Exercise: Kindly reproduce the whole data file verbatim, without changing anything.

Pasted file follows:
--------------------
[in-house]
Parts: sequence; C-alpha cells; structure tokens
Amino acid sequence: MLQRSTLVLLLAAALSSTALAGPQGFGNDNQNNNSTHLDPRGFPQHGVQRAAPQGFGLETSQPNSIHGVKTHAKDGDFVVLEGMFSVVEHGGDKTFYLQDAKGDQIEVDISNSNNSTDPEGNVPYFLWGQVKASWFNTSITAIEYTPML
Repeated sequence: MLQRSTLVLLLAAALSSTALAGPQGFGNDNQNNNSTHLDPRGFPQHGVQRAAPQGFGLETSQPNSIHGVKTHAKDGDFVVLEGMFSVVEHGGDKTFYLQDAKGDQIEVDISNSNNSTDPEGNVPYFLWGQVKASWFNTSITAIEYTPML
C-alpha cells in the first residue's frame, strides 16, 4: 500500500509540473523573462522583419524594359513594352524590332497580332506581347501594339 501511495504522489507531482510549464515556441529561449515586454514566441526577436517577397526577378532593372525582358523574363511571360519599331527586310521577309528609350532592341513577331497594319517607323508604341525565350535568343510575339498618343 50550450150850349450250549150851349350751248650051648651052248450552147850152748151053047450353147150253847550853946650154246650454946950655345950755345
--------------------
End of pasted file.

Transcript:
[in-house]
Parts: sequence; C-alpha cells; structure tokens
Amino acid sequence: MLQRSTLVLLLAAALSSTALAGPQGFGNDNQNNNSTHLDPRGFPQHGVQRAAPQGFGLETSQPNSIHGVKTHAKDGDFVVLEGMFSVVEHGGDKTFYLQDAKGDQIEVDISNSNNSTDPEGNVPYFLWGQVKASWFNTSITAIEYTPML
Repeated sequence: MLQRSTLVLLLAAALSSTALAGPQGFGNDNQNNNSTHLDPRGFPQHGVQRAAPQGFGLETSQPNSIHGVKTHAKDGDFVVLEGMFSVVEHGGDKTFYLQDAKGDQIEVDISNSNNSTDPEGNVPYFLWGQVKASWFNTSITAIEYTPML
C-alpha cells in the first residue's frame, strides 16, 4: 500500500509540473523573462522583419524594359513594352524590332497580332506581347501594339 501511495504522489507531482510549464515556441529561449515586454514566441526577436517577397526577378532593372525582358523574363511571360519599331527586310521577309528609350532592341513577331497594319517607323508604341525565350535568343510575339498618343 50550450150850349450250549150851349350751248650051648651052248450552147850152748151053047450353147150253847550853946650154246650454946950655345950755345